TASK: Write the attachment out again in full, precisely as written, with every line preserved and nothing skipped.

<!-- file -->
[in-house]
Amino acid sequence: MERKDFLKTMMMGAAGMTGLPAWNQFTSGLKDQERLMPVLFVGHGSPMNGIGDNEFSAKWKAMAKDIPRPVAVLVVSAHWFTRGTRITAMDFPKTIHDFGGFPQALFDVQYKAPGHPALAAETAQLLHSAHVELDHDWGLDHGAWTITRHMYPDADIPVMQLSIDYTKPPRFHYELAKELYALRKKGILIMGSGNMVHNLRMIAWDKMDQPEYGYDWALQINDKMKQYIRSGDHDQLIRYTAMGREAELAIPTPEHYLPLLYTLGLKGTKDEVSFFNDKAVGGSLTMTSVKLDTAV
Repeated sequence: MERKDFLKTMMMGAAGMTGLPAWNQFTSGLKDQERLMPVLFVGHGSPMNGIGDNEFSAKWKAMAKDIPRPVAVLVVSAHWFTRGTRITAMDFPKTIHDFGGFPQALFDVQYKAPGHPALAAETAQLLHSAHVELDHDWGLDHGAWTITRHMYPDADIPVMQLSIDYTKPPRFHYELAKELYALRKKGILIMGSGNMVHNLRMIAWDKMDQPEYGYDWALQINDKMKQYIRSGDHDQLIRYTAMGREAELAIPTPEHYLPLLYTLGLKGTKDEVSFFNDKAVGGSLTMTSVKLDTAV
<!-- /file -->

[in-house]
Amino acid sequence: MERKDFLKTMMMGAAGMTGLPAWNQFTSGLKDQERLMPVLFVGHGSPMNGIGDNEFSAKWKAMAKDIPRPVAVLVVSAHWFTRGTRITAMDFPKTIHDFGGFPQALFDVQYKAPGHPALAAETAQLLHSAHVELDHDWGLDHGAWTITRHMYPDADIPVMQLSIDYTKPPRFHYELAKELYALRKKGILIMGSGNMVHNLRMIAWDKMDQPEYGYDWALQINDKMKQYIRSGDHDQLIRYTAMGREAELAIPTPEHYLPLLYTLGLKGTKDEVSFFNDKAVGGSLTMTSVKLDTAV
Repeated sequence: MERKDFLKTMMMGAAGMTGLPAWNQFTSGLKDQERLMPVLFVGHGSPMNGIGDNEFSAKWKAMAKDIPRPVAVLVVSAHWFTRGTRITAMDFPKTIHDFGGFPQALFDVQYKAPGHPALAAETAQLLHSAHVELDHDWGLDHGAWTITRHMYPDADIPVMQLSIDYTKPPRFHYELAKELYALRKKGILIMGSGNMVHNLRMIAWDKMDQPEYGYDWALQINDKMKQYIRSGDHDQLIRYTAMGREAELAIPTPEHYLPLLYTLGLKGTKDEVSFFNDKAVGGSLTMTSVKLDTAV